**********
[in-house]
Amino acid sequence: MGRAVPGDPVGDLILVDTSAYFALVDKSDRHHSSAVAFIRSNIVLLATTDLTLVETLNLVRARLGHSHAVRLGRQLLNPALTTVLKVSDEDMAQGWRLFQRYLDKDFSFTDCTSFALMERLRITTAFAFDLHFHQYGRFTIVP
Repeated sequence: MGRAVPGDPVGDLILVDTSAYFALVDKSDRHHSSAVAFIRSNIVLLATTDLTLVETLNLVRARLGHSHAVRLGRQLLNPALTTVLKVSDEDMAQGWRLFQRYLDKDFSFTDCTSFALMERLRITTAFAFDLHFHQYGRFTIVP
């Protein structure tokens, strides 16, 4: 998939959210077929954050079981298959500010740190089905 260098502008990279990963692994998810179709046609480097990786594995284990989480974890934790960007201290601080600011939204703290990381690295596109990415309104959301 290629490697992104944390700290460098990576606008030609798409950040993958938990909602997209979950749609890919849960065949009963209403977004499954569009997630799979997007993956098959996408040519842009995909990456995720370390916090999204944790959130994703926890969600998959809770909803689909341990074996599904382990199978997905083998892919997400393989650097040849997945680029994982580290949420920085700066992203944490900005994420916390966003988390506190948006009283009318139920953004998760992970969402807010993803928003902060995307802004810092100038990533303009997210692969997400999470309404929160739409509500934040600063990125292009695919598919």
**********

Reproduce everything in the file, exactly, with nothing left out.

[in-house]
Amino acid sequence: MGRAVPGDPVGDLILVDTSAYFALVDKSDRHHSSAVAFIRSNIVLLATTDLTLVETLNLVRARLGHSHAVRLGRQLLNPALTTVLKVSDEDMAQGWRLFQRYLDKDFSFTDCTSFALMERLRITTAFAFDLHFHQYGRFTIVP
Repeated sequence: MGRAVPGDPVGDLILVDTSAYFALVDKSDRHHSSAVAFIRSNIVLLATTDLTLVETLNLVRARLGHSHAVRLGRQLLNPALTTVLKVSDEDMAQGWRLFQRYLDKDFSFTDCTSFALMERLRITTAFAFDLHFHQYGRFTIVP
């Protein structure tokens, strides 16, 4: 998939959210077929954050079981298959500010740190089905 260098502008990279990963692994998810179709046609480097990786594995284990989480974890934790960007201290601080600011939204703290990381690295596109990415309104959301 290629490697992104944390700290460098990576606008030609798409950040993958938990909602997209979950749609890919849960065949009963209403977004499954569009997630799979997007993956098959996408040519842009995909990456995720370390916090999204944790959130994703926890969600998959809770909803689909341990074996599904382990199978997905083998892919997400393989650097040849997945680029994982580290949420920085700066992203944490900005994420916390966003988390506190948006009283009318139920953004998760992970969402807010993803928003902060995307802004810092100038990533303009997210692969997400999470309404929160739409509500934040600063990125292009695919598919």